A new TV series from the BBC features London based 3D scanning company, ScanLAB Projects. For ‘Italy’s Invisible Cities ScanLAB Projects have created stunning 3D images of tunnels and deep sea treasures found beneath the surface of 4 of Italy’s biggest cities: Venice, Naples, Rome and Florence.

A 3D image of Naples fades into actual video footage of the city. Clip via: BBC ONE

Italy’s Invisible Cities is a series of firsts for the ScanLAB team, particularly when it comes to underwater 3D scanning, and imaging on a deep and city-wide scale. The 3D images are made possible using FARO 3D scanning equipment. The resulting point-clouds are also used for 3D virtual reality experience that can be viewed on the BBC website in browser or through a VR headset.

Who are FARO? And what is a point-cloud? 

FARO have been providing measurement hardware and services since 1981. The FARO Focus X HDR scanners used by the ScanLAB Projects team for Invisible Cities are typically used for measuring large areas for building construction and planning.

These 3D scanners operate using a high-precision laser-beam to read solid surfaces and, rather than building up an entire 3D model, it processes this image of an area as a series of points that make an overall cloud of how an area appears.

Once created, this point cloud is refined to create a complete and colored 3D image.

The interactive VR image of Naples. Screenshot via: BBC

The interactive VR image of Naples. Screenshot via: BBC

Are they 3D printable?

The short answer is “yes”. With a little tinkering it is possible to then turn these files, or at least portions of them, into 3D printable objects, as ScanLAB Projects did in their previous project at Sir John Soane’s Museum.

Jonathan Beck is the founder of cultural conservation project Scan the World. In his daily practice, Beck often turns point clouds of sculptures into 3D printable .stl files for the archive.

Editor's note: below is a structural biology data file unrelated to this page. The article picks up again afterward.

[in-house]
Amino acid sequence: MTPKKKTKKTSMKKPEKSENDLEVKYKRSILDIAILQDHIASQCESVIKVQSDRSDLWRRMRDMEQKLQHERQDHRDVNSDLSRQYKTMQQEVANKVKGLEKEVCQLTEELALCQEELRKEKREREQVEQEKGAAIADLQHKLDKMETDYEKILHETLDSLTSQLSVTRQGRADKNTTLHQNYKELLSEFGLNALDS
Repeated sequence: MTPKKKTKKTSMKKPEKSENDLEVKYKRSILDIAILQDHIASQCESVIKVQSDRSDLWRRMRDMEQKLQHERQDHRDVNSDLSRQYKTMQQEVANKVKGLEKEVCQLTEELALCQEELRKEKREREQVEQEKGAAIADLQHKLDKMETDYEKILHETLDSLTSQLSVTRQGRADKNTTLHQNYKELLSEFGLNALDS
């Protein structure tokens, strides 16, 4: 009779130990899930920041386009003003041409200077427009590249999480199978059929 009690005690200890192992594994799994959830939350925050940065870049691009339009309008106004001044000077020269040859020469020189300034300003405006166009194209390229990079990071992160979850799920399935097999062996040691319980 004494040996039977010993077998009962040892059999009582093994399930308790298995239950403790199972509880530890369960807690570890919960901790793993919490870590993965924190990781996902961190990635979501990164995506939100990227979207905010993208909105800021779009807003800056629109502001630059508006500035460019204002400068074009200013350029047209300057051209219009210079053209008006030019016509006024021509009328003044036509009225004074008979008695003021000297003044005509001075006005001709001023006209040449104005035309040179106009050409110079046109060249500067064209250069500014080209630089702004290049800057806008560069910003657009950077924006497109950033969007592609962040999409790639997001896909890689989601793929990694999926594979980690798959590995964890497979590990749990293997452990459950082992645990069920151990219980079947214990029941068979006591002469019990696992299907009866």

He comments that FARO in particular are “developing their technologies to process point clouds into meshes which, in turn, can be made printable (now often at a click of a button)” and adds that though a 3D printed model of such a large space may not make sense in all cases; “I’d love to see Italy 3D printed!”

Challenges under the sea and cities

Light slows down when it travels through water, not only that, but floating debris, leaves and fish all make scanning the sea bed extra challenging for the ScanLAB Projects team. Additionally, the tunnels connecting all 15 kilometres of the Bay of Naples are increasingly winding and dark.

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When asked for his opinion on the challenges faced by FARO’s technique, Beck comments that:

In comparison to the techniques that I am used to (Photogrammetry, SfM and Structured Light) Laser scanning has no problems in scanning underwater and underground tunnels. As long as the water is not too murky, and the labyrinths are not too winding, FARO scanners seem to have no issue with collecting data from metres away to an impressive accuracy.

If you have a 3D printer and some CAD know-how you could consider this as a challenge from us to send in your our 3D printed little Italys. It’s the same address as always which can be reached here, or you can Tweet any photos or model links to us on our Twitter account.

Italy’s Invisible Cities is showing on BBC ONE every Wednesday from the 3rd – 24th January 2017.

Featured image shows a 3D scanned aerial view of the Cattedrale di Santa Maria del Fiore in Florence. Image via: ScanLAB Projects

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